Most conditional cash transfer programmes around the world target women as the recipients of transfers as a means of empowering them and promoting gender equality. However, the mechanisms at work are poorly understood and empowerment is not well defined or measured. This column discusses a new measure of female empowerment in the household within the context of a national cash transfer programme in Macedonia. Whereas conventional survey questions about power and decision-making don’t reveal any empowerment effects of the programme, this new measure reveals a positive effect.

Lars Ivar Oppedal Berge, Kjetil Bjorvatn, Simon Galle, Edward Miguel, Daniel Posner, Bertil Tungodden, Kelly Zhang, 11 February 2016

Ethnic divisions have been shown to adversely affect economic performance and political stability, particularly in Africa. However, the underlying mechanisms remain poorly understood. Using experimental data from Kenya, this column studies whether one potential mechanism – co-ethnic bias – affects altruism. Strikingly, most tests yield no evidence of co-ethnic bias, suggesting that other mechanisms must be driving the negative association between ethnic diversity and economic and political outcomes in Africa.

Adriana Kugler, Maurice Kugler, Juan Saavedra, Luis Herrera, 28 January 2016

Vocational training programmes offer a second chance to those who drop out of the formal education system. Most studies of the success of such programmes, however, typically only analyse outcomes directly after participation. This column examines the medium- and long-term outcomes of a vocational training programme in Colombia. Results suggest that vocational training and formal education are complementary investments and that there are educational spillover effects for family members, in particular among applicants with high baseline educational attainment.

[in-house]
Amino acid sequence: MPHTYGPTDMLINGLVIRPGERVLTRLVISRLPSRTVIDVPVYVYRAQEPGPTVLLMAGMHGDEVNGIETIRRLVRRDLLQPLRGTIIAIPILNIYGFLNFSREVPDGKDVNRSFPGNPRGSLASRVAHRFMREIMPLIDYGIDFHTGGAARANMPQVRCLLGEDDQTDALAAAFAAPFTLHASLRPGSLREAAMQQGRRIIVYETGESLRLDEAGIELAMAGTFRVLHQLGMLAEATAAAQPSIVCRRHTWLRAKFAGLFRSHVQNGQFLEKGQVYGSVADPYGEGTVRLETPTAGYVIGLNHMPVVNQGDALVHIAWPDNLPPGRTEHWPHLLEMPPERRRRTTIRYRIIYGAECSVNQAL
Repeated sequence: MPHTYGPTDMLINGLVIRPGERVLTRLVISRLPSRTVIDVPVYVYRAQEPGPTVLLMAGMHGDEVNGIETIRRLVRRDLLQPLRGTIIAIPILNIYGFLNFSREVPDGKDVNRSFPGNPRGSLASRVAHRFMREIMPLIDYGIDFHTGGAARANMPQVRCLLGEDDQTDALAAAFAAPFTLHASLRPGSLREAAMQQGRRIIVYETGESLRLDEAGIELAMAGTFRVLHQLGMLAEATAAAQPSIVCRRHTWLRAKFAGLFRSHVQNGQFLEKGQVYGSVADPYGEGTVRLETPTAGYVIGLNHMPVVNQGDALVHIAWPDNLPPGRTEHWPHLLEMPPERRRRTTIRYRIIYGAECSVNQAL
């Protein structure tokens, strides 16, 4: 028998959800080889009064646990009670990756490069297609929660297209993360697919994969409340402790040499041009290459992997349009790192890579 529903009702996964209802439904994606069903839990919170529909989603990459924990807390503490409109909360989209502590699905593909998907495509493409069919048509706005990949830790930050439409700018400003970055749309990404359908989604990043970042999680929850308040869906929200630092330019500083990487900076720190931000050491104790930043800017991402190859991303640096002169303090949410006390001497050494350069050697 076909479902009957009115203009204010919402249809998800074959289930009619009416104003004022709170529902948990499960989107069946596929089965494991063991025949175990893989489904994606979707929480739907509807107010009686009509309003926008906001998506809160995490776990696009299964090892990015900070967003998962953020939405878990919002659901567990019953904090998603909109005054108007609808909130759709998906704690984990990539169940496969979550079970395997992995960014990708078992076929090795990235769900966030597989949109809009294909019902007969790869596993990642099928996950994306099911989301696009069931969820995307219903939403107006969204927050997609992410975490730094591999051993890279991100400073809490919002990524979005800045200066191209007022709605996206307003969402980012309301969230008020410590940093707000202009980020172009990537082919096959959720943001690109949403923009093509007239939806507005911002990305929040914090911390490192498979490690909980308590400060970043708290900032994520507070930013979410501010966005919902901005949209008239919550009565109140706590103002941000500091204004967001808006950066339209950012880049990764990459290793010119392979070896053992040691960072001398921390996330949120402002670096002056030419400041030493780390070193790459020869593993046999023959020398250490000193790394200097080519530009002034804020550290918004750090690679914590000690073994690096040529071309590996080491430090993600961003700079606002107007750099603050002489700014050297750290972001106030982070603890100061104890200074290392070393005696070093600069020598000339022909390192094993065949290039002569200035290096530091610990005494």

Sebastian Galiani, Camila Navajas Ahumada, Marcela Meléndez, 10 August 2015

Informality is widespread in most developing countries. A challenge for governments is to lure informal firms into the formal economy. This column presents evidence from an experiment designed to induce formalisation in Colombia. Assistance through the bureaucratic process and the removal of the fixed costs of formalising increased the likelihood of formalisation. However, this effect did not persist over time, with many firms returning to the informal sector when minimal fixed costs came back into effect.

Ginger Jin, Michael Luca, Daniel Martin, 22 July 2015

Theories of voluntary disclosure suggest that even when disclosure is voluntary, market forces can drive firms to completely reveal information about their quality. This column investigates these predictions in an experimental setting. Laboratory results suggest widespread failures of the theoretical predictions – senders do not fully disclose, and receivers are not fully sceptical about non-disclosure. This suggests a role for policymakers to help customers understand the sound of silence.

Sara Lowes, Nathan Nunn, James Robinson, Jonathan Weigel, 18 February 2015

Ethnic identity can fracture nations – it is a leading explanation of the Boko Haram insurgency in Nigeria. This column presents evidence from a psychological test that reveals how members of different ethnic groups from the Democratic Republic of the Congo form their respective ethnic identities. This Implicit Association Test reveals that people have a small, statistically significant bias towards own-group. The magnitude suggests that biases are consciously held, rather than being a conditioned response.

Erika Deserranno, 11 February 2015

We know that financial incentives can affect behaviour by increasing the payoff to completing a task. With incomplete information about a job, financial incentives can also affect potential applicants’ behaviour by conveying a signal about the nature of the job. In the context of a recruitment campaign for a new position, this column presents the first empirical evidence of the signal conveyed by incentives and its strong effect on the selection of workers and the performance of the organisation.